Unknown: Lintel 16 from Yaxchilan (A.D. 755-779)

(The British Museum. London, UK)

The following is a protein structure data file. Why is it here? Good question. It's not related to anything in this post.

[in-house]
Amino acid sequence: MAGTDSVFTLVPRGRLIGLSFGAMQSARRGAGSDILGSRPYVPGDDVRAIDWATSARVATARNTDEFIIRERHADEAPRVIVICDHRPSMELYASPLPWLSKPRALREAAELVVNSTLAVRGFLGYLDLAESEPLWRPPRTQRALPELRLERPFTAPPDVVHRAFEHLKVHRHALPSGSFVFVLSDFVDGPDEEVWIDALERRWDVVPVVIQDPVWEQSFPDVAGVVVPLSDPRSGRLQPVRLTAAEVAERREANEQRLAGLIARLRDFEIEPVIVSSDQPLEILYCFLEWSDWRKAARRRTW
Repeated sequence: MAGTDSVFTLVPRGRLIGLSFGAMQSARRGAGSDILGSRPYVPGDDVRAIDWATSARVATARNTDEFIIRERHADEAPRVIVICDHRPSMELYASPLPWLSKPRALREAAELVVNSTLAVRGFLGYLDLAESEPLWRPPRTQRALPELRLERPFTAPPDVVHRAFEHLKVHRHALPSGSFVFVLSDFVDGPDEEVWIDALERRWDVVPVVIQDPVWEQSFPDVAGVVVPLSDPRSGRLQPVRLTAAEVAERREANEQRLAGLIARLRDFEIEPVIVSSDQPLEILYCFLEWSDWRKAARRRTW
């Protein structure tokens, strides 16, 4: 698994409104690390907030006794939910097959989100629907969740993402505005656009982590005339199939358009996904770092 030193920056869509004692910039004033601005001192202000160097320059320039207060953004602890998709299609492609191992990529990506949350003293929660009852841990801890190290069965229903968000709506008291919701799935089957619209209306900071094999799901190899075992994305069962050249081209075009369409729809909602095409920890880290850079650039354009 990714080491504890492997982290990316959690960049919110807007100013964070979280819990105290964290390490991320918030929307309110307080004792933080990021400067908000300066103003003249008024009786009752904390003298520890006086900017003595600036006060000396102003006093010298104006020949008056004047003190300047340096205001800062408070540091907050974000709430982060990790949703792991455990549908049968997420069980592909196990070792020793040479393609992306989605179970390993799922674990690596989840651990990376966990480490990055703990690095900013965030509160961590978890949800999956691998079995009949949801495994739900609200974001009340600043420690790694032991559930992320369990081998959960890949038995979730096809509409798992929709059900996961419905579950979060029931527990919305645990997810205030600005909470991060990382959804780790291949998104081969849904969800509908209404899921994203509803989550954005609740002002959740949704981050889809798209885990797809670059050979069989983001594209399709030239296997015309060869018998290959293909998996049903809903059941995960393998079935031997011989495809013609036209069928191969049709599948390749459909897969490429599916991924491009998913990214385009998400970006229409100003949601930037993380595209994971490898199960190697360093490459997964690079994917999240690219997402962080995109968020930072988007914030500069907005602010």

Another magnificent Maya lintel from the classic period. What we are seeing here is a typical victory scene. The standing person is Yaxun B’alam IV (or Bird Jaguar IV), king of the city-state Yaxchilan. He is shown as soldier with a spear and shield. The sitting person is identified in the text as YAX KIB TOK’ (= First Crooked Flintknife) and that he was a 'AH WAK’AB U SAHAL' of ' PAYA(H) LAKAM CHAAK'. This means that the sitting person was subordinate dignitary (according to his name propably the High Sacrificial Priest of his state and lineage) of the higher ranking lord PAYA(H) LAKAM CHAAK. In his right hand the sitting person holds an parasol. This parasol was a metaphor for the king’s army and was flown on high over everybody’s head, on a long shaft of about 3 meters length and more - the Maya-version of a flag. The umbrella is broken, a symbol that he is a captive. The jade ear ornaments have been taken from the sitting person. Instead stripes of bark paper are inserted in the holes of his earlobes. These paper ornaments are a part of the attire of persons destined to be sacrificed. The sitting person is shown in a kneeling position, the rope around his neck and his arms, and his left hand lifting dirt to his mouth, all express a condition of ultimate defeat and humble submission. The text explains that this event took place on 6 Caban 5 Pop or 10 February 752. The text also tells us that king Yaxun B’alam IV is 'He of the twenty prisoners". This title means that king Yaxun B’alam IV had captured twenty enemies with his own hands in battle. So in conclusion this lintel tells us on February 6, 752 A.D., king Yaxun B’alam IV of Yaxchilan won a battle against a rival city-state and took what was probably the high priest of his adversary’s polity prisoner. The noble prisoner was sacrificed later to the gods. This lintel was made around A.D. 755-779.